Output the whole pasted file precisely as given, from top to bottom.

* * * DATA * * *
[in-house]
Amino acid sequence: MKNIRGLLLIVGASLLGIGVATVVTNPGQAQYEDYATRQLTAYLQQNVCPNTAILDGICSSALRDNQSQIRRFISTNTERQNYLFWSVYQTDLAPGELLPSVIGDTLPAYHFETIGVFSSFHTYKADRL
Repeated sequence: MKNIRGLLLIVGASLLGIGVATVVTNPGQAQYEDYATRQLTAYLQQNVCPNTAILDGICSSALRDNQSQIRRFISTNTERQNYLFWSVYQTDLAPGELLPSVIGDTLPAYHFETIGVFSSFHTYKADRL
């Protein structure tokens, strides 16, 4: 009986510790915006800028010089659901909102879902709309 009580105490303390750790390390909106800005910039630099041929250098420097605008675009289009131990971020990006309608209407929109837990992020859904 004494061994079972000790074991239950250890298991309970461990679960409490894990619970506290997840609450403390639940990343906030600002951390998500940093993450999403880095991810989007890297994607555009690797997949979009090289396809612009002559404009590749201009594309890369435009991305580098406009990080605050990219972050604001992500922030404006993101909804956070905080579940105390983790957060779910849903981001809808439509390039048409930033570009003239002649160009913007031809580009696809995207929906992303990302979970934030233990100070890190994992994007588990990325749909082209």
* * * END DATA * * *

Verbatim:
[in-house]
Amino acid sequence: MKNIRGLLLIVGASLLGIGVATVVTNPGQAQYEDYATRQLTAYLQQNVCPNTAILDGICSSALRDNQSQIRRFISTNTERQNYLFWSVYQTDLAPGELLPSVIGDTLPAYHFETIGVFSSFHTYKADRL
Repeated sequence: MKNIRGLLLIVGASLLGIGVATVVTNPGQAQYEDYATRQLTAYLQQNVCPNTAILDGICSSALRDNQSQIRRFISTNTERQNYLFWSVYQTDLAPGELLPSVIGDTLPAYHFETIGVFSSFHTYKADRL
């Protein structure tokens, strides 16, 4: 009986510790915006800028010089659901909102879902709309 009580105490303390750790390390909106800005910039630099041929250098420097605008675009289009131990971020990006309608209407929109837990992020859904 004494061994079972000790074991239950250890298991309970461990679960409490894990619970506290997840609450403390639940990343906030600002951390998500940093993450999403880095991810989007890297994607555009690797997949979009090289396809612009002559404009590749201009594309890369435009991305580098406009990080605050990219972050604001992500922030404006993101909804956070905080579940105390983790957060779910849903981001809808439509390039048409930033570009003239002649160009913007031809580009696809995207929906992303990302979970934030233990100070890190994992994007588990990325749909082209």